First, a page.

Adapted by screenwriter Terence Winter from the personal memoir of Jordan Belfort, The Wolf of Wall Street indicates that when Belfort first attempted to establish himself on Wall Street, he did so in a more traditional and honest manner. However, Belfort’s twisted boss, Mark Hanna (Matthew McConaughey), quickly dismisses and distorts any notion of pursuing a morally just path to success and convinces Belfort that drugs, sex, and greed are a necessity to prosper on Wall Street. After being laid off during the market crash of 1987, Belfort takes Hanna’s advice to heart and starts his own “chop shop” brokerage in a converted garage, ripping off people by selling them unregulated penny stocks over the phone. Donnie Azoff (Jonah Hill) joins Belfort in this business venture early on and quickly becomes Belfort’s right hand man, as well as his wingman in their unending conquest of money, drugs, and prostitutes. By giving their business an old money name, Stratton Oakmont, Belfort and his employees gain the confidence of higher income investors, and through “pump and dump” operations, they find ways of turning enormous profits.
Ultimately, the presentation of their savage pursuit of money and power is where the film truly succeeds. In the earlier scene with Hanna, there is one point where he thumps a drum pattern on his chest while humming along. Eventually this becomes the anthem of Belfort’s firm and largely operates as a tribal, barbaric song for the ruthless pursuit of more material goods, revealing the central premise of the film that more is never enough. In addition, it provides depth to the animalistic nickname of “the Wolf” that Belfort is given. However, despite being a rather corrupt and menacing businessman, DiCaprio’s performance and witty narration as Belfort makes him an oddly likable scoundrel. Furthermore, the stylistic inclusion of narration naturally brings to mind Scorsese’s earlier films, Goodfellas and Casino. But whereas each of these earlier pieces made use of mild distancing through the narration, in The Wolf of Wall Street, we are always right in the thick of things, which yields a suffocating effect that quickens the pace of the film and enhances our understanding of the chaotic lifestyle that Belfort and his staff embraced.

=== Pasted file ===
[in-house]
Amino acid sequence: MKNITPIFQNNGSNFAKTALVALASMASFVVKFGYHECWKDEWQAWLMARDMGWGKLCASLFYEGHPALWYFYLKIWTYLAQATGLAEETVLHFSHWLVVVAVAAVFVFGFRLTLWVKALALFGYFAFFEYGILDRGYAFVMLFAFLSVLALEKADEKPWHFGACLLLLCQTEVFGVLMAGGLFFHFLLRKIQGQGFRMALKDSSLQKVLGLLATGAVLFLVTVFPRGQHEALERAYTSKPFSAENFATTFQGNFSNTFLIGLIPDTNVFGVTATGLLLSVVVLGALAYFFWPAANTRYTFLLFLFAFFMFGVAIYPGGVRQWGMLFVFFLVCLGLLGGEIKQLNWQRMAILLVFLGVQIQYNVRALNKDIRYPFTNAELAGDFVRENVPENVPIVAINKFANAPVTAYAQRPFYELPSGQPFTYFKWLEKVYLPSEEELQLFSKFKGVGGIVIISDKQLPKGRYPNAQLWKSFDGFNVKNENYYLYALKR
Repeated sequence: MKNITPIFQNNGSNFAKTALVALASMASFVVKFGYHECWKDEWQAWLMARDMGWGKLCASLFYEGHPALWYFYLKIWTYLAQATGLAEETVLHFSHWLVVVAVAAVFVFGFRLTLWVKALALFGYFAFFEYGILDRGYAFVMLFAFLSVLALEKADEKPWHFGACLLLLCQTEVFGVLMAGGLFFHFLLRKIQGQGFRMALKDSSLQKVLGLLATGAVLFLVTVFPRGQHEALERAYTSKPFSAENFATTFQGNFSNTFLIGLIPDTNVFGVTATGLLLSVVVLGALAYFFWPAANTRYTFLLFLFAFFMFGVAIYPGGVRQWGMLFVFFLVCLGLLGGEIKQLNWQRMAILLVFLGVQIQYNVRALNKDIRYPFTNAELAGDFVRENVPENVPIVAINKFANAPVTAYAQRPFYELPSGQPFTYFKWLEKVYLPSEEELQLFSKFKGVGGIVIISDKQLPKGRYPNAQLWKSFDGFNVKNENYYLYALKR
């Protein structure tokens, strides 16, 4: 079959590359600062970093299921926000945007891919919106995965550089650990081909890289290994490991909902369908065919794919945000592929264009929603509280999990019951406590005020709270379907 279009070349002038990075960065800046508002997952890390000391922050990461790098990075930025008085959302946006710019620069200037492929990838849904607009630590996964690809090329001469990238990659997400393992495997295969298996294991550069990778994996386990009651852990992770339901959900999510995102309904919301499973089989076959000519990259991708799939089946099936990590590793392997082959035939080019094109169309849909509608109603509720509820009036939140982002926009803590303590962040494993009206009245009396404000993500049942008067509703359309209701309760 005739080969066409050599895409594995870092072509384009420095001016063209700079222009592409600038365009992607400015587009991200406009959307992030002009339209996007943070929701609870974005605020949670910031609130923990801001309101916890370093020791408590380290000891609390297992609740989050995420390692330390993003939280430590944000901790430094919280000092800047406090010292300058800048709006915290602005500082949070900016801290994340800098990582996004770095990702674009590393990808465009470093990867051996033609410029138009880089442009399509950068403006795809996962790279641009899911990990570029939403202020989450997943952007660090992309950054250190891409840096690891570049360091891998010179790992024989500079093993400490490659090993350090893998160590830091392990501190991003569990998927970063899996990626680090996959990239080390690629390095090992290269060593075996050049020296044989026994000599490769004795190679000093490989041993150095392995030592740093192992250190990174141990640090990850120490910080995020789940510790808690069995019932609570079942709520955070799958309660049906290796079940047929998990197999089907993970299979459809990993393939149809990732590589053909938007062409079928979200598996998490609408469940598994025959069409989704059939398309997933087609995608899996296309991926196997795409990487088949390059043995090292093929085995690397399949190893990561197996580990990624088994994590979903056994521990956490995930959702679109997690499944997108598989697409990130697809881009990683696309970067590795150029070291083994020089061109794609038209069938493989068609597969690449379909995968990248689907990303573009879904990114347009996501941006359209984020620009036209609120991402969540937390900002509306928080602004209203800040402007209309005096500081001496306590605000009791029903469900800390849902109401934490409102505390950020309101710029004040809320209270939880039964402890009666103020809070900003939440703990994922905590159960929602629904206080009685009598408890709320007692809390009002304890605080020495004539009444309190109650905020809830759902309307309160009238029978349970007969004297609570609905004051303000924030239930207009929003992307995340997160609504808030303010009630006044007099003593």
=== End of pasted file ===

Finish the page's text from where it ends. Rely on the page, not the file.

Aided by excellent acting from DiCaprio, we truly see how warped Belfort’s mentality becomes from his pursuit of capitalist excess. In one scene, Belfort talks about a depressed employee who killed himself, but quickly moves onto another topic. In another scene, Belfort explains how the brokers classified prostitutes by cost and attractiveness, referring to them as “blue chips,” “NASDAQs,” and “pink sheets.” Nevertheless, through DiCaprio’s eccentric performance, we are largely blinded to how squalid the majority of The Wolf of Wall Street actually is.
Although Scorsese is now in his early 70s, The Wolf of Wall Street feels very much like a younger man’s film. While the three hour long film does tend to drag at moments, I still believe that the film’s intended depiction of capitalist addiction resounds quite strongly. By the film’s end, even though Belfort is removed from his position at Stratton Oakmont, he doesn’t seem to show any sort of remorse for his unethical actions. Instead, Belfort becomes a motivational speaker that seeks to sell the “American Dream.” Through this ending, we are forced to evaluate our own views on capitalism and really question greed in America. Overall, given the film’s strong acting, excellent directing, and relentless storytelling, it seems quite evident that Scorsese is still capable of producing great movies, furthering his legacy as one of America’s finest directors of all time.